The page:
How are people spreading joy at home? Our #AdobeLife at Home series is all about highlighting how our community of passionate employees are doing just that. Through this series, we’ll be featuring Adobe employees who want to teach our readers new skills—from emotional wellbeing tips to creative online classes. Here’s how they’re spreading joy.
Adobe Workplace Design expert Kate Judson (Senior Program Manager for Workplace Effectiveness) shares five tips for designing a great workspace at home. Check out her video and learn more about Kate in her Q&A.
Tell us how you got started! How did you get into architecture and workspaces?
From a very early age, I recognized that design can make (or break) the human experience. My childhood home was thoughtfully designed to accommodate everyone in our family, including my brother Sam, who has special needs and uses a wheelchair. But public places were another story. Physical and logistical barriers added stress to family outings. I still fume when I see a sidewalk curb that’s not cut!
In college, I set out to understand the psychology and neuroscience of design, which included conducting research in evolutionary psychology (i.e., playing with monkeys) and infant cognition (i.e., playing with babies). Starting my career in architecture was an opportunity to apply my studies by creating environments that respond to human needs. After a few years in architecture, I shifted gears and joined a design-driven consulting firm. At SYPartners I helped organizations like Google, Facebook, Starbucks, and the Gates Foundation to imagine the future they want to create and build the strategies, culture, and capabilities to make that vision real.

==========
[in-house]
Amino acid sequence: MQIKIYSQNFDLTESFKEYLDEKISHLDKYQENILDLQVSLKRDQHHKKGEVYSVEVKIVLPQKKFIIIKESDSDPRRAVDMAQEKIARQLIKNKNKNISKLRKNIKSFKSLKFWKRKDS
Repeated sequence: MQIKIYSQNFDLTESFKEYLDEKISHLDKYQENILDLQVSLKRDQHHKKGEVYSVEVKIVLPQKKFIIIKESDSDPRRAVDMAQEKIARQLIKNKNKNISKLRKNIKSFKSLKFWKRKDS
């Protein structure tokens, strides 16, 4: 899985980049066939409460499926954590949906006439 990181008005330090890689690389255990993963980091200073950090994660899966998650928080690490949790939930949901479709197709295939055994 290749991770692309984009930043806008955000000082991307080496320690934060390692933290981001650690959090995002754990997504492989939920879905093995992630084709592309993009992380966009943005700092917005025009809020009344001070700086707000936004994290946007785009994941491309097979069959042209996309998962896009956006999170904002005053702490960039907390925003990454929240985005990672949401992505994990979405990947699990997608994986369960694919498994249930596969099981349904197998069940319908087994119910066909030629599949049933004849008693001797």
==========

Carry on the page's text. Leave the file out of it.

The workplace is where my interests collide: human psychology, organizational effectiveness, and purpose-driven design. Workplaces are complex ecosystems. They need to serve individuals, teams, the business, the surrounding community, and the environment—all of which have different needs that are constantly evolving. Workplaces can shape culture, belonging, and wellbeing, all while helping people do their best work. I’m energized every day by this opportunity to help our employees and business thrive.
Why do you think workplace design is so important both at home and in the office?
I think about this on three levels: individual, organizational, and societal.
At the individual level, the average person spends about a third of their life working. That’s a big chunk of time. Whether working in an office, at home, or on a tropical beach, the physical environment can significantly shape our health and wellbeing, our sense of purpose and belonging, the relationships we build, and the things we create.
At the organizational level, workplace design can have a profound effect on business performance. Our environments shape how teams collaborate, the ideas we come up with, and the decisions we make. The design of our offices also signals to the world what we stand for—our company’s mission, values, and brand.
At the societal level, workplaces are the engines of our economy and part of the fabric of civic life. They make up trillions of square feet in global real estate. The way we design them has implications for everything from community development to public health to climate change. I believe that designing more purpose-led, human-centered, planet-friendly work environments (including at home) is key to creating a better world.
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